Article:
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The American Medical Association (AMA) is the largest association of medical doctors in the United States. Its purpose is to advance the interests of physicians, to promote public health, to lobby for medical legislation, and to raise money for medical education. The AMA also publishes the Journal of the American Medical Association (JAMA) and runs the Stop America's Violence Everywhere, or SAVE, program.
The AMA Physician Specialty Codes are a standard in the United States for identifying physician and practice specialties.
- 1847, Dr. Nathan Smith Davis and others established the AMA at the University of Pennsylvania. He wanted to "elevate the standard of medical education in the United States." It was considered "impractical, if not utopian" by some. The goals of the AMA were scientific advancement, standards for medical education, launching a program of medical ethics, and improved public health. 250 delegates from 28 states attended the founding meeting at the Academy of Natural Sciences of Philadelphia, Pennsylvania. Dr. Nathaniel Chapman was the first president of the AMA .
- 1848, the AMA notes the dangers of secretive remedies and patent medicine.
- 1858, the AMA established the Committee on Ethics.
- 1864-1865, Dr. Davis was president of the AMA during the American Civil War.
- 1873, AMA Judicial Council is founded.
- 1884, the AMA supports experimentation on animals.
- 1897, the AMA is incorporated.
- 1898, AMA creates the Committee on Scientific Research to provide grants for medical research.
- 1899, AMA creates Committee on National Legislation to represent AMA's interests in US Government.
- 1902, AMA gets its first permanent headquarters in Chicago.
- 1904, AMA establishes the Council on Medical Education to accelerate campaign to raise educational requirements for physicians .
- 1905, AMA creates the Council on Pharmacy and Chemistry to set standards for drug manufacturing and advertising. The Council also fights against quack patent medicines.
- 1912, The Federation of State Medical Boards is created. It accepts the AMA's rating of medical schools as authoritative.
- 1927, AMA Council on Medical Education and Hospitals publishes first list of hospitals approved for residency training.
- 1935, Social Security Act is approved.
- 1937, the 1937 Marijuana Tax Act is passed, which the AMA opposed.
- 1943, AMA opens an office in Washington DC.
- 1950, AMA started a medical student section, called the Student American Medical Association (SAMA), initially as a pipeline into organized medicine. SAMA eventually broke away from the AMA in the 1960s to become the indepedent, student-run, AMSA, the American Medical Student Association.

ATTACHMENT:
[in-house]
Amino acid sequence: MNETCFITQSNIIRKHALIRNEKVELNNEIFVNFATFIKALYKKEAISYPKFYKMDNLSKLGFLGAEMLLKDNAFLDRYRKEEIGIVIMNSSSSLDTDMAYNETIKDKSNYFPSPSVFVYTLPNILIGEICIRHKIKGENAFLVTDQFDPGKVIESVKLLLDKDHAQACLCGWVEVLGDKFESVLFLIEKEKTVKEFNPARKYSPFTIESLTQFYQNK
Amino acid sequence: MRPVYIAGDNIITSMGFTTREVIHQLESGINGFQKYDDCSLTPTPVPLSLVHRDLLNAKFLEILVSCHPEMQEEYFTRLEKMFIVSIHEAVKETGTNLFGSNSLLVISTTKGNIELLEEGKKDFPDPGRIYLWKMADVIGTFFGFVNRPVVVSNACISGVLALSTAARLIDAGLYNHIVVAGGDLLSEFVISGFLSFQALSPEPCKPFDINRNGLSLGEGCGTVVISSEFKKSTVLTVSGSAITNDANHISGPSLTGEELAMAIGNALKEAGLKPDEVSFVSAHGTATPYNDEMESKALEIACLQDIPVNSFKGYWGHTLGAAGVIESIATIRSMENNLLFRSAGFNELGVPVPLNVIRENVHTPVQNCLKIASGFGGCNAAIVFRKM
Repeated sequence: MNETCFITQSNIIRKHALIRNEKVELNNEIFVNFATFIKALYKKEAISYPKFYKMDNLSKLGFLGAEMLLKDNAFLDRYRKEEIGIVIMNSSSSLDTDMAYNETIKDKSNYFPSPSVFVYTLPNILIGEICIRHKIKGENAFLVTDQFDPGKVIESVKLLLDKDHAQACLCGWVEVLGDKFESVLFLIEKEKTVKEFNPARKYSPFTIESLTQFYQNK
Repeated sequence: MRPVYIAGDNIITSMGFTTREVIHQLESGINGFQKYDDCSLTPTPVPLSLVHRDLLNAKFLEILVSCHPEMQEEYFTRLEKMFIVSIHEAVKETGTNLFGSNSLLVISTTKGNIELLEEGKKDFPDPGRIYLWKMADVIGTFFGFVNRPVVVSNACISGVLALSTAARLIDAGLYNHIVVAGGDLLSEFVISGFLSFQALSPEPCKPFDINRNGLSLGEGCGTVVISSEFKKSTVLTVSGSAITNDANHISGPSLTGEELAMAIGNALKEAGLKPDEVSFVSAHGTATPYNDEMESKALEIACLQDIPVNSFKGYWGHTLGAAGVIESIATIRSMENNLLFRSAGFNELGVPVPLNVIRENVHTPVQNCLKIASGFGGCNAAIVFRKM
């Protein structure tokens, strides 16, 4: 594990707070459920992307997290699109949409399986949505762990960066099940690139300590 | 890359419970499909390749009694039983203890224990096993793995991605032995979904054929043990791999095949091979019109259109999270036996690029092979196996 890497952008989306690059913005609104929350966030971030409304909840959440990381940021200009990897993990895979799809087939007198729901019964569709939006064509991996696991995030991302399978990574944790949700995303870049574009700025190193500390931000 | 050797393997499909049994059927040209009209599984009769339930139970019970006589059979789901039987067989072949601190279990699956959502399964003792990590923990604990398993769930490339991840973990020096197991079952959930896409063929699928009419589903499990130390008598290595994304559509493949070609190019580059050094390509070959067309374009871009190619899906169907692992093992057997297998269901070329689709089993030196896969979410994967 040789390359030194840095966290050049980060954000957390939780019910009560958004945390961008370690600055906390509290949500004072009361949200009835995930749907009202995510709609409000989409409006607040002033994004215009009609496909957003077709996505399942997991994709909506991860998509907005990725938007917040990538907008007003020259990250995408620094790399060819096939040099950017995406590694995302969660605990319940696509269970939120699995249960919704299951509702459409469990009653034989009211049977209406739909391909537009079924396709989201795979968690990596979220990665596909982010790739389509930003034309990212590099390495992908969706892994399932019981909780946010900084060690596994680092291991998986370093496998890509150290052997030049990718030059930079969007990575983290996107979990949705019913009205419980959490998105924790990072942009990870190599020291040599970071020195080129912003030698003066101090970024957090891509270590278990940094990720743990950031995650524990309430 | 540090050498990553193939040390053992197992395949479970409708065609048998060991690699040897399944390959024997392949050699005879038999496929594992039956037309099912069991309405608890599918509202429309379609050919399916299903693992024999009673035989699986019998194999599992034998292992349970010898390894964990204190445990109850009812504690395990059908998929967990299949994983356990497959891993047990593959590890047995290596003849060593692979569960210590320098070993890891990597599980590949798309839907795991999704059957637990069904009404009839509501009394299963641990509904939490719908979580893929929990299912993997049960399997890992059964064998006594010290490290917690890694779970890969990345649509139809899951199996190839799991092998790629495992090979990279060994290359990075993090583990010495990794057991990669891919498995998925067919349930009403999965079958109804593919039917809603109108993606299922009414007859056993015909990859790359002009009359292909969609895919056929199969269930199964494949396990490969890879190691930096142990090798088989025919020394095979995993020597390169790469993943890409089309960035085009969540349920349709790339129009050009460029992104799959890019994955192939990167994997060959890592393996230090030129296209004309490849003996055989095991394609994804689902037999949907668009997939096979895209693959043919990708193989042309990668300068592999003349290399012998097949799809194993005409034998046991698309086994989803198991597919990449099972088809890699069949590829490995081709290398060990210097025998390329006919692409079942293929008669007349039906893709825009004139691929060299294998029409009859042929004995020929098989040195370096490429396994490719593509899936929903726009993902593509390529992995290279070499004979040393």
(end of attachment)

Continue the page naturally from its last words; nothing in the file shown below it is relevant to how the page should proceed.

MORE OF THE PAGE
- 1952, House of Delegates adopted a council report condemning fee splitting in health care.
- 1960, AMA states that a blood alcohol level of 0.1% should be accepted as evidence of alcohol intoxication.
- 1970, AMA encourages the Federal Aviation Administration to require all airlines to separate nonsmokers from smokers.
- 1974, AMA gives recommendations to insure adequate protection of individuals used in human medical experimentation.
- 1976, AMA Section on Medical Schools is created.
- 1982, AMA urges each state medical society to support laws to raise the legal drinking age to 21.
- 1987, in Wilk v. American Medical Association, U.S. District Court Judge Susan Getzendanner found that the AMA violated § 1 of the Sherman Act, 15 U.S.C. § 1, by conducting an illegal boycott in restraint of trade directed at chiropractors (895 F.2d 352)
- 1988, AMA creates the Office of HIV/AIDS.
- 1995, AMA starts campaign for liability reform.
- 1999, AMA creates Physicians for Responsible Negotiations (PRN, a labor organization to represent doctors, allowing them to advocate on behalf of their patients.
- 2000, AMA supports Patients' Bill of Rights legislation in Congress.
- 2001, Shortly after Sept. 11th disaster, the AMA provided the government with a list of 3,500 volunteer doctors who were ready to help. The AMA educated U.S. patients and doctors about bioterrorism and disaster preparedness through public service announcements and by posting updated information on its Web site.